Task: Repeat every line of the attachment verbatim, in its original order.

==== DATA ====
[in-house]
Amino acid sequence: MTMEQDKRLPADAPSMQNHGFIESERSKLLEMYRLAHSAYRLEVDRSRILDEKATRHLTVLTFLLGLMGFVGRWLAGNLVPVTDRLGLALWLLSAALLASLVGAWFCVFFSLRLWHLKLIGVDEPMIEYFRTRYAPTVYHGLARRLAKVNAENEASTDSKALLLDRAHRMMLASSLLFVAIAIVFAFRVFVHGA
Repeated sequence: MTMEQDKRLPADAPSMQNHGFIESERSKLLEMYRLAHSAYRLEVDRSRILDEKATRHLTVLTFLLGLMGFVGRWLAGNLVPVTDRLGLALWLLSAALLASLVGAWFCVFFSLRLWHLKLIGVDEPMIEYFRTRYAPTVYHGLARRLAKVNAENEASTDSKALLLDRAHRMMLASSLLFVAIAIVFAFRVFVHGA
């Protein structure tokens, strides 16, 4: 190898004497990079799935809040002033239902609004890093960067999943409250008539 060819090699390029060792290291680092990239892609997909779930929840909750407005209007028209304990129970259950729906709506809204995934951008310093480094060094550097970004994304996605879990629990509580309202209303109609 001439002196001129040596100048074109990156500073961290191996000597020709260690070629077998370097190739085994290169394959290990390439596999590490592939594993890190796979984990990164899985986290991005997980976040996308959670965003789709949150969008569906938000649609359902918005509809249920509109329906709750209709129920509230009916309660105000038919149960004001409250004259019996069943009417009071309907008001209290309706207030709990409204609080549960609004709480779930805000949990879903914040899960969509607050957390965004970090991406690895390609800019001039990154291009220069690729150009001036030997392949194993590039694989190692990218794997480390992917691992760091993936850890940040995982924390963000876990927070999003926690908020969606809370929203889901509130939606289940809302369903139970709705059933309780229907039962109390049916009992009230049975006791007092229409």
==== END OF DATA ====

[in-house]
Amino acid sequence: MTMEQDKRLPADAPSMQNHGFIESERSKLLEMYRLAHSAYRLEVDRSRILDEKATRHLTVLTFLLGLMGFVGRWLAGNLVPVTDRLGLALWLLSAALLASLVGAWFCVFFSLRLWHLKLIGVDEPMIEYFRTRYAPTVYHGLARRLAKVNAENEASTDSKALLLDRAHRMMLASSLLFVAIAIVFAFRVFVHGA
Repeated sequence: MTMEQDKRLPADAPSMQNHGFIESERSKLLEMYRLAHSAYRLEVDRSRILDEKATRHLTVLTFLLGLMGFVGRWLAGNLVPVTDRLGLALWLLSAALLASLVGAWFCVFFSLRLWHLKLIGVDEPMIEYFRTRYAPTVYHGLARRLAKVNAENEASTDSKALLLDRAHRMMLASSLLFVAIAIVFAFRVFVHGA
């Protein structure tokens, strides 16, 4: 190898004497990079799935809040002033239902609004890093960067999943409250008539 060819090699390029060792290291680092990239892609997909779930929840909750407005209007028209304990129970259950729906709506809204995934951008310093480094060094550097970004994304996605879990629990509580309202209303109609 001439002196001129040596100048074109990156500073961290191996000597020709260690070629077998370097190739085994290169394959290990390439596999590490592939594993890190796979984990990164899985986290991005997980976040996308959670965003789709949150969008569906938000649609359902918005509809249920509109329906709750209709129920509230009916309660105000038919149960004001409250004259019996069943009417009071309907008001209290309706207030709990409204609080549960609004709480779930805000949990879903914040899960969509607050957390965004970090991406690895390609800019001039990154291009220069690729150009001036030997392949194993590039694989190692990218794997480390992917691992760091993936850890940040995982924390963000876990927070999003926690908020969606809370929203889901509130939606289940809302369903139970709705059933309780229907039962109390049916009992009230049975006791007092229409």